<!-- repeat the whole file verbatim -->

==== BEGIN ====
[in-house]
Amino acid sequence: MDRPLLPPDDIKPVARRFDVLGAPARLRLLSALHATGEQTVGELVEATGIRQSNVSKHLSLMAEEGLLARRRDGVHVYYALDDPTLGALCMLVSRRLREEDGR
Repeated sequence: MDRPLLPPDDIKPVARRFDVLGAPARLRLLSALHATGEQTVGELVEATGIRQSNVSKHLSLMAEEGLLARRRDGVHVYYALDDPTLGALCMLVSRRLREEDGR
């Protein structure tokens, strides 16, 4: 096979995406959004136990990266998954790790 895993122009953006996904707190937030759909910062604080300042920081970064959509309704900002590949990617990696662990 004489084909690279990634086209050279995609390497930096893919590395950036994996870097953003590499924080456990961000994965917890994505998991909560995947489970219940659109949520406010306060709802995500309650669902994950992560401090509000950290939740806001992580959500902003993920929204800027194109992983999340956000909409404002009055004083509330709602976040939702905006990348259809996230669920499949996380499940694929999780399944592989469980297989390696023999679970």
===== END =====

[in-house]
Amino acid sequence: MDRPLLPPDDIKPVARRFDVLGAPARLRLLSALHATGEQTVGELVEATGIRQSNVSKHLSLMAEEGLLARRRDGVHVYYALDDPTLGALCMLVSRRLREEDGR
Repeated sequence: MDRPLLPPDDIKPVARRFDVLGAPARLRLLSALHATGEQTVGELVEATGIRQSNVSKHLSLMAEEGLLARRRDGVHVYYALDDPTLGALCMLVSRRLREEDGR
């Protein structure tokens, strides 16, 4: 096979995406959004136990990266998954790790 895993122009953006996904707190937030759909910062604080300042920081970064959509309704900002590949990617990696662990 004489084909690279990634086209050279995609390497930096893919590395950036994996870097953003590499924080456990961000994965917890994505998991909560995947489970219940659109949520406010306060709802995500309650669902994950992560401090509000950290939740806001992580959500902003993920929204800027194109992983999340956000909409404002009055004083509330709602976040939702905006990348259809996230669920499949996380499940694929999780399944592989469980297989390696023999679970």